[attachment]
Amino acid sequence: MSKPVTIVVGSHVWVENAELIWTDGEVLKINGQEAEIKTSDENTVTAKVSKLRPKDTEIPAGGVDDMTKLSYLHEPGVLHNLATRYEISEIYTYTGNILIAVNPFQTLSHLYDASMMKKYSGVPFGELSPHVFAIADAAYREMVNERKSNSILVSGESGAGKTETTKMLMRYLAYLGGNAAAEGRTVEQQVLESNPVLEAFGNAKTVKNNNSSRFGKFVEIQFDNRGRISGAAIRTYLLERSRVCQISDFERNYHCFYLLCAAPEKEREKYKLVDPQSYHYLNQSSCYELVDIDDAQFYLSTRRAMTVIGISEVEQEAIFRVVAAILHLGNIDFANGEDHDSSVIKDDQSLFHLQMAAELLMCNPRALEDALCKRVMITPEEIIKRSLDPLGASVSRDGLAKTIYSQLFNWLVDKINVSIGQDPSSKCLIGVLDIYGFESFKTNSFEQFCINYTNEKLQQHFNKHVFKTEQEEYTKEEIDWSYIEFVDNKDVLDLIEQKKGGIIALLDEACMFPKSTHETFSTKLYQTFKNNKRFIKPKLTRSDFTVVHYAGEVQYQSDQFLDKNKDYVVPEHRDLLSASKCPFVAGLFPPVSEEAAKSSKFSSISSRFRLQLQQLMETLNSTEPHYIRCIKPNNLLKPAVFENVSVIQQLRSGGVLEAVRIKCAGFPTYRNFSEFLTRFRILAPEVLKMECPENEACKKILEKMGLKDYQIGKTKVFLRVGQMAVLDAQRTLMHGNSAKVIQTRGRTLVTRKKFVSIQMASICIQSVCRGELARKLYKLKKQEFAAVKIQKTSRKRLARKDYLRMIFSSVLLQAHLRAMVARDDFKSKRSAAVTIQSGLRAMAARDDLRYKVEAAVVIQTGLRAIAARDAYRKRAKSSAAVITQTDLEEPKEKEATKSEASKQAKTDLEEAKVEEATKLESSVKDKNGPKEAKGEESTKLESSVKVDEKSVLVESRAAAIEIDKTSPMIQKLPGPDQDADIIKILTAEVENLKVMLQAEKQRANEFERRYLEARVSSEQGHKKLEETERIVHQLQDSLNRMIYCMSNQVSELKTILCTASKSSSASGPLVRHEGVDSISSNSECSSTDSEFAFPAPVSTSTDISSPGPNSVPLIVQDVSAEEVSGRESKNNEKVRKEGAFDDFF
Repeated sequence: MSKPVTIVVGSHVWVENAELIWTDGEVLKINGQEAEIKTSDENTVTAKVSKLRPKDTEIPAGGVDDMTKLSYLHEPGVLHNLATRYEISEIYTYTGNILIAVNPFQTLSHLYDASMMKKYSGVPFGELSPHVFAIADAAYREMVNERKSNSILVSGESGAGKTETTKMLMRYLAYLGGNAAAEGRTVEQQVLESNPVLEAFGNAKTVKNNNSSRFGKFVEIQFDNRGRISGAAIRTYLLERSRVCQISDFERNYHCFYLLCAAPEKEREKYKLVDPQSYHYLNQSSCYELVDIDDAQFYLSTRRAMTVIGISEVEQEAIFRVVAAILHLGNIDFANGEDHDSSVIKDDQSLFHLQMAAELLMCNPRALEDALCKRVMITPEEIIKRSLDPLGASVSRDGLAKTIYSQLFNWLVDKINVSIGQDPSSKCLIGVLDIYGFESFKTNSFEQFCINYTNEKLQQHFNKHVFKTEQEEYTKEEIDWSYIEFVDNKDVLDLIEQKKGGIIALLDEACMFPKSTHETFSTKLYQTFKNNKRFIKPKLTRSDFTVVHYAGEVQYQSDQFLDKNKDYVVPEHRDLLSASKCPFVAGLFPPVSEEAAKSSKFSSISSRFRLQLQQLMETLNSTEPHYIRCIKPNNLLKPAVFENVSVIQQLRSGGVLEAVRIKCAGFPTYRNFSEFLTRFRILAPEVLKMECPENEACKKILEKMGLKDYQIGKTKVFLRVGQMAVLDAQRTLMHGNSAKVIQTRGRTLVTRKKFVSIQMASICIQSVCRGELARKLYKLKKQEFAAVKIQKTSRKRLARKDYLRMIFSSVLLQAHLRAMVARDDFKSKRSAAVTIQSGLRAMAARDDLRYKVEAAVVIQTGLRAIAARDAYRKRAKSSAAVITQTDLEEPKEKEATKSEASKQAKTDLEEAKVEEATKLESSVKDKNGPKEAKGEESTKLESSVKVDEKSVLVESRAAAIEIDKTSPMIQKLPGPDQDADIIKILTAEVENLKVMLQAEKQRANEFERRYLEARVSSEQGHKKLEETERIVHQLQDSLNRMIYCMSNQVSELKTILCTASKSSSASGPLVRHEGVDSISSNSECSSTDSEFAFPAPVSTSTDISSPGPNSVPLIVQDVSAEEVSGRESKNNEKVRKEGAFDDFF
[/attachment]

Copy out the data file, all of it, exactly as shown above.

Amino acid sequence: MSKPVTIVVGSHVWVENAELIWTDGEVLKINGQEAEIKTSDENTVTAKVSKLRPKDTEIPAGGVDDMTKLSYLHEPGVLHNLATRYEISEIYTYTGNILIAVNPFQTLSHLYDASMMKKYSGVPFGELSPHVFAIADAAYREMVNERKSNSILVSGESGAGKTETTKMLMRYLAYLGGNAAAEGRTVEQQVLESNPVLEAFGNAKTVKNNNSSRFGKFVEIQFDNRGRISGAAIRTYLLERSRVCQISDFERNYHCFYLLCAAPEKEREKYKLVDPQSYHYLNQSSCYELVDIDDAQFYLSTRRAMTVIGISEVEQEAIFRVVAAILHLGNIDFANGEDHDSSVIKDDQSLFHLQMAAELLMCNPRALEDALCKRVMITPEEIIKRSLDPLGASVSRDGLAKTIYSQLFNWLVDKINVSIGQDPSSKCLIGVLDIYGFESFKTNSFEQFCINYTNEKLQQHFNKHVFKTEQEEYTKEEIDWSYIEFVDNKDVLDLIEQKKGGIIALLDEACMFPKSTHETFSTKLYQTFKNNKRFIKPKLTRSDFTVVHYAGEVQYQSDQFLDKNKDYVVPEHRDLLSASKCPFVAGLFPPVSEEAAKSSKFSSISSRFRLQLQQLMETLNSTEPHYIRCIKPNNLLKPAVFENVSVIQQLRSGGVLEAVRIKCAGFPTYRNFSEFLTRFRILAPEVLKMECPENEACKKILEKMGLKDYQIGKTKVFLRVGQMAVLDAQRTLMHGNSAKVIQTRGRTLVTRKKFVSIQMASICIQSVCRGELARKLYKLKKQEFAAVKIQKTSRKRLARKDYLRMIFSSVLLQAHLRAMVARDDFKSKRSAAVTIQSGLRAMAARDDLRYKVEAAVVIQTGLRAIAARDAYRKRAKSSAAVITQTDLEEPKEKEATKSEASKQAKTDLEEAKVEEATKLESSVKDKNGPKEAKGEESTKLESSVKVDEKSVLVESRAAAIEIDKTSPMIQKLPGPDQDADIIKILTAEVENLKVMLQAEKQRANEFERRYLEARVSSEQGHKKLEETERIVHQLQDSLNRMIYCMSNQVSELKTILCTASKSSSASGPLVRHEGVDSISSNSECSSTDSEFAFPAPVSTSTDISSPGPNSVPLIVQDVSAEEVSGRESKNNEKVRKEGAFDDFF
Repeated sequence: MSKPVTIVVGSHVWVENAELIWTDGEVLKINGQEAEIKTSDENTVTAKVSKLRPKDTEIPAGGVDDMTKLSYLHEPGVLHNLATRYEISEIYTYTGNILIAVNPFQTLSHLYDASMMKKYSGVPFGELSPHVFAIADAAYREMVNERKSNSILVSGESGAGKTETTKMLMRYLAYLGGNAAAEGRTVEQQVLESNPVLEAFGNAKTVKNNNSSRFGKFVEIQFDNRGRISGAAIRTYLLERSRVCQISDFERNYHCFYLLCAAPEKEREKYKLVDPQSYHYLNQSSCYELVDIDDAQFYLSTRRAMTVIGISEVEQEAIFRVVAAILHLGNIDFANGEDHDSSVIKDDQSLFHLQMAAELLMCNPRALEDALCKRVMITPEEIIKRSLDPLGASVSRDGLAKTIYSQLFNWLVDKINVSIGQDPSSKCLIGVLDIYGFESFKTNSFEQFCINYTNEKLQQHFNKHVFKTEQEEYTKEEIDWSYIEFVDNKDVLDLIEQKKGGIIALLDEACMFPKSTHETFSTKLYQTFKNNKRFIKPKLTRSDFTVVHYAGEVQYQSDQFLDKNKDYVVPEHRDLLSASKCPFVAGLFPPVSEEAAKSSKFSSISSRFRLQLQQLMETLNSTEPHYIRCIKPNNLLKPAVFENVSVIQQLRSGGVLEAVRIKCAGFPTYRNFSEFLTRFRILAPEVLKMECPENEACKKILEKMGLKDYQIGKTKVFLRVGQMAVLDAQRTLMHGNSAKVIQTRGRTLVTRKKFVSIQMASICIQSVCRGELARKLYKLKKQEFAAVKIQKTSRKRLARKDYLRMIFSSVLLQAHLRAMVARDDFKSKRSAAVTIQSGLRAMAARDDLRYKVEAAVVIQTGLRAIAARDAYRKRAKSSAAVITQTDLEEPKEKEATKSEASKQAKTDLEEAKVEEATKLESSVKDKNGPKEAKGEESTKLESSVKVDEKSVLVESRAAAIEIDKTSPMIQKLPGPDQDADIIKILTAEVENLKVMLQAEKQRANEFERRYLEARVSSEQGHKKLEETERIVHQLQDSLNRMIYCMSNQVSELKTILCTASKSSSASGPLVRHEGVDSISSNSECSSTDSEFAFPAPVSTSTDISSPGPNSVPLIVQDVSAEEVSGRESKNNEKVRKEGAFDDFF